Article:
Anyway, on to the plumes. Any one who's ever been by one of these geologic wonders knows that it smells like absolute shit. Or rather, like a fart. Like a really bad fart from someone who ate an inappropriate amount of hard boiled eggs. In a word (or 3), like my office. You start off at the bottom, and walk up to where the big vents are, by this little hut on the mountain:



Next to the hut, the fumes are almost overwhelming. When a breeze hits it right and it hits you in the face, it's like god is holding you down and farting in your mouth. A big, wet, palpable fart. Another tradition they have up there is that they boil eggs in the volcanic water which turns the shells black, so everyone is standing around eating hard boiled eggs and throwing the egg detritus on the ground and on these tables. I wonder who had that bright idea? "Hey, Satoshi, it doesn't smell bad enough up here. Let's boil eggs so everyone can eat em and throw pieces of egg everywhere, which will rot. Maybe we can cover up the smell of rotten eggs that volcanic sulfer brings with, well, real rotten eggs." Anyway, I took a little video on my camera of the plumes for you all to enjoy.



Here's a picture of me next to the cool sign.



And let's not forget my faithful navigator, who refused to let me drive after bulldozing some unsuspecting folks on a narrow road:



So that was my weekend adventure. I hope I don't lose my liscence, because you might remembed that the last time I was in Kyoto I thought it would give everyone a good laugh if I hit a pole with a rental van. These are the only two times I've struck something with a vehicle. Except in Afghanistan, but that's ok, because everyone hits stuff there. It doesn't count. Plus I wrote a fancy blog about it back then, so I've made sure to let everyone know when I smack something with a vehicle.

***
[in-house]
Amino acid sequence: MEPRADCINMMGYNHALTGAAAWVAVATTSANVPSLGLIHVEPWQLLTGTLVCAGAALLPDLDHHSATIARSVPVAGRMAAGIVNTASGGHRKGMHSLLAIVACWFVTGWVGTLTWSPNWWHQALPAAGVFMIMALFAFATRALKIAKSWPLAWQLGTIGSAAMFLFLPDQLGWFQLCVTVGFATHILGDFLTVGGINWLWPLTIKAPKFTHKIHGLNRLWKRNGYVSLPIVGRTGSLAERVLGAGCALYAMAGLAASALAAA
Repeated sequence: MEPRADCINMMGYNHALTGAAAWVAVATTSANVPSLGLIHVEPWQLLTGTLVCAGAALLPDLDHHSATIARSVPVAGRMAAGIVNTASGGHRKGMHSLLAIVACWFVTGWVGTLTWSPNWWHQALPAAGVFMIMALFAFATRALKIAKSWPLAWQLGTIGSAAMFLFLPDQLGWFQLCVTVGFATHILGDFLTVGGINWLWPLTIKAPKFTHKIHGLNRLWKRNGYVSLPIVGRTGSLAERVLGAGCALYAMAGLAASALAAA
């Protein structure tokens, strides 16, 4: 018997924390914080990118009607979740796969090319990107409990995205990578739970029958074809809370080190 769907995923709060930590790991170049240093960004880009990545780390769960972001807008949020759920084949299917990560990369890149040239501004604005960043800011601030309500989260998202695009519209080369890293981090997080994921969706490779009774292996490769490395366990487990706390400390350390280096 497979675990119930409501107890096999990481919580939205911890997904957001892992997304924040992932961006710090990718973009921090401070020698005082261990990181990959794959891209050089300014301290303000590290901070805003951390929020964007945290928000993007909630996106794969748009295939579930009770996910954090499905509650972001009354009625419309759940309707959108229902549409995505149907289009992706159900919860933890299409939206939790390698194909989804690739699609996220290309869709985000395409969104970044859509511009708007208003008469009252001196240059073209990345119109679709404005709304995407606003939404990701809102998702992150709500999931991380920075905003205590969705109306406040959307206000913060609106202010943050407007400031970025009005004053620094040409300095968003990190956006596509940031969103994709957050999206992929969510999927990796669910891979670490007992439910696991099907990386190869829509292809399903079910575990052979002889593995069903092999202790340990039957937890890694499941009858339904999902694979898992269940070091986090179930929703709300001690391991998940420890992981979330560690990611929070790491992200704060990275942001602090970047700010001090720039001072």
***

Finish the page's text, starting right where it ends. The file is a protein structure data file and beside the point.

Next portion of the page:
I hope you enjoy my stupid antics as much as I enjoy doing them.

13 Comments:

Blogger brando said...

I'm sorry about your smasheroo, but it still looks like you had a good time.

Those vents looks pretty darn cool. Maybe you should jump in one.

2:08 AM  
Blogger Paul said...

maybe i should force feed you hardboiled eggs like a fwah graw goose and throw u in there!!

8:59 AM  
Anonymous cory said...

If I remember my Japanese history correctly, that is the volcano that King Ghidora popped out of to battle Godzilla. But he totally got his middle head ripped off.

12:48 PM  
Blogger Paul said...

did king ghidora have really bad gas?

1:00 PM  
Anonymous Cory said...

Naw, he just had three heads and was really floppy.

1:58 PM  
Anonymous Uncle Mike said...

your very weird Paul, but you do it with gusto!

1:56 AM  
Anonymous Tony said...

No Paul, you've got it all wrong. You were supposed to crash your car into a volcano, not crash your car on a volcano.

7:17 AM  
Anonymous Anonymous said...

Hmm... I think that this may be some elaborate ploy on your end to prove to your lady friend that you are indeed NOT the smelliest thing on this earth.
I took a gander at the link you posted and there was a pic of the volcano area circa 1900. Are the Japanese allergic to trees? Seriously, WTF?

-Joe

1:26 PM  
Anonymous Tony said...

I've determined one thing for certain from your blog, Paul. Your girlfriend is far too attractive to be hanging around with your ugly ass. Although I doubt this is new information to you.

2:23 PM  
Blogger Paul said...

joe,
im not sure what you mean, so i'm going to answer in all seriousness:

Yes, they are allergic to trees.